Thursday, August 15, 2019

The Nature of Marital Happiness in “Pride & Prejudice”

From The Imaginative Conservative:
Elizabeth is pursued by three men. The handsome Wickham flirts with her, drawing her in to a false image of himself. Slowly, she apprehends his true character and is revolted by him. Elizabeth’s superficial youngest sister, Lydia, with visions of red-coated officers dancing in her head, falls for the glistering Wickham, bringing near ruin to her family. 
The unctuous Mr. Collins makes Elizabeth an offer of marriage that is so completely focused on his reasons for desiring marriage and why he has chosen her. For him, it is simply a matter of what he deserves, without consideration of her deserts or desires. Him, she flatly refuses. But Charlotte, in keeping with her beliefs about marriage, put herself in the way of this wife-seeking buffoon, fulfilling the silver casket’s inscription, getting as much as they each deserve. 
Charlotte’s own reflections on her situation may excuse her self-inflicted life sentence. “Without thinking highly either of men or of matrimony, marriage had always been her object; it was the only honourable provision for well-educated young women of small fortune, and however uncertain of giving happiness, must be their pleasantest preservative from want. This preservative she had now obtained; and at the age of twenty-seven, without having ever been handsome, she felt all the good luck of it.”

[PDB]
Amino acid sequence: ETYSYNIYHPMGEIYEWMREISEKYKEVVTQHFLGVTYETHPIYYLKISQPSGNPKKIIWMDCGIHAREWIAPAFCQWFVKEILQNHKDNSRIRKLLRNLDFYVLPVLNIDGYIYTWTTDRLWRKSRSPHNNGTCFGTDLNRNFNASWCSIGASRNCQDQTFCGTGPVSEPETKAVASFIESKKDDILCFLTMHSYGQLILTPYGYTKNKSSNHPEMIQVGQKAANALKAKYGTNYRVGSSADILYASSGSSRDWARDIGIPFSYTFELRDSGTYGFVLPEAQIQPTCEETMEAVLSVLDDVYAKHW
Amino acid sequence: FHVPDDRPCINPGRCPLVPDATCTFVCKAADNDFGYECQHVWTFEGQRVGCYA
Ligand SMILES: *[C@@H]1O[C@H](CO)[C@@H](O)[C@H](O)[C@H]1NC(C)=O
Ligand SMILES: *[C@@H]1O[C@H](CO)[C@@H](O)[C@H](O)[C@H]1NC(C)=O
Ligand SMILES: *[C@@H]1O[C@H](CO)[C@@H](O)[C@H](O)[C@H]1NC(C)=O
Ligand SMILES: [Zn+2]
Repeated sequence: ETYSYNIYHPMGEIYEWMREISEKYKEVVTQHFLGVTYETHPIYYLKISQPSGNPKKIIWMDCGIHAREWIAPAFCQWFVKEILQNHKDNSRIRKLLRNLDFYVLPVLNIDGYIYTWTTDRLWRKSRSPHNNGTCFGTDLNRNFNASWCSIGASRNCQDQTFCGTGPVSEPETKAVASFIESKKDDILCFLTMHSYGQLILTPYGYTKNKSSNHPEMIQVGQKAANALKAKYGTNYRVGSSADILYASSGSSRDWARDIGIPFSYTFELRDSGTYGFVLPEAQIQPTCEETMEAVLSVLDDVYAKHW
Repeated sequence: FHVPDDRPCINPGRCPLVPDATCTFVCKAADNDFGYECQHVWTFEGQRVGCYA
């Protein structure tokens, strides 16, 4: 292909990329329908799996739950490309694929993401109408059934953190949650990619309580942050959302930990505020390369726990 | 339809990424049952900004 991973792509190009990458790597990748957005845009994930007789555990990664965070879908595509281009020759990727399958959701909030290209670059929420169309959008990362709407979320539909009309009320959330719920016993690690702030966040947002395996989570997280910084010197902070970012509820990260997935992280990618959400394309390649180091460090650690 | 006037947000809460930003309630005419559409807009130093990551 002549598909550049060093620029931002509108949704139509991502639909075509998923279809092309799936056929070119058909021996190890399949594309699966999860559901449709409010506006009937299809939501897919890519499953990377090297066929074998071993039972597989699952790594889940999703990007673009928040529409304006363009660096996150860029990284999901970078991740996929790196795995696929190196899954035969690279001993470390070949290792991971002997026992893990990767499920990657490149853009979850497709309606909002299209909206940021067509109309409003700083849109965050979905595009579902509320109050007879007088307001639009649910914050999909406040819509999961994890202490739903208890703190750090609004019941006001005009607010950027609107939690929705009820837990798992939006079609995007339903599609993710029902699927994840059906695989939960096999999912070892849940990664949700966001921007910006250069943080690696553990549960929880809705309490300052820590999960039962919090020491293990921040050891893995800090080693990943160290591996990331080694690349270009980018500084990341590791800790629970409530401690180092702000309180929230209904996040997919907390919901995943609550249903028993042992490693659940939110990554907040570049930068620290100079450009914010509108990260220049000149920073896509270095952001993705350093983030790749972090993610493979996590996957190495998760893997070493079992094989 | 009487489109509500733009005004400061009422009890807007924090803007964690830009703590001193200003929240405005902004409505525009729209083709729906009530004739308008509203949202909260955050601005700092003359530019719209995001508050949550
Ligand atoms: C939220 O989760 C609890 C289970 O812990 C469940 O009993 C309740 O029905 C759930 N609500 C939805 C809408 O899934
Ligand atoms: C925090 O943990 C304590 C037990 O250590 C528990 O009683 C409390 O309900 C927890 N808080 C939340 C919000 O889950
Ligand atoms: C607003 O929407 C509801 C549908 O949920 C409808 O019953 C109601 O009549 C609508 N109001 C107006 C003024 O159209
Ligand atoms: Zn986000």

Elizabeth’s third contestant in the game of love is the misunderstood and brooding Mr. Darcy. It is only through the gradual unveiling of his character that she comes to see that he, who at first seemed lackluster lead, is the one willing to “give and hazard all he hath” for her love and thus he wins her heart—and hand. (Read more.)

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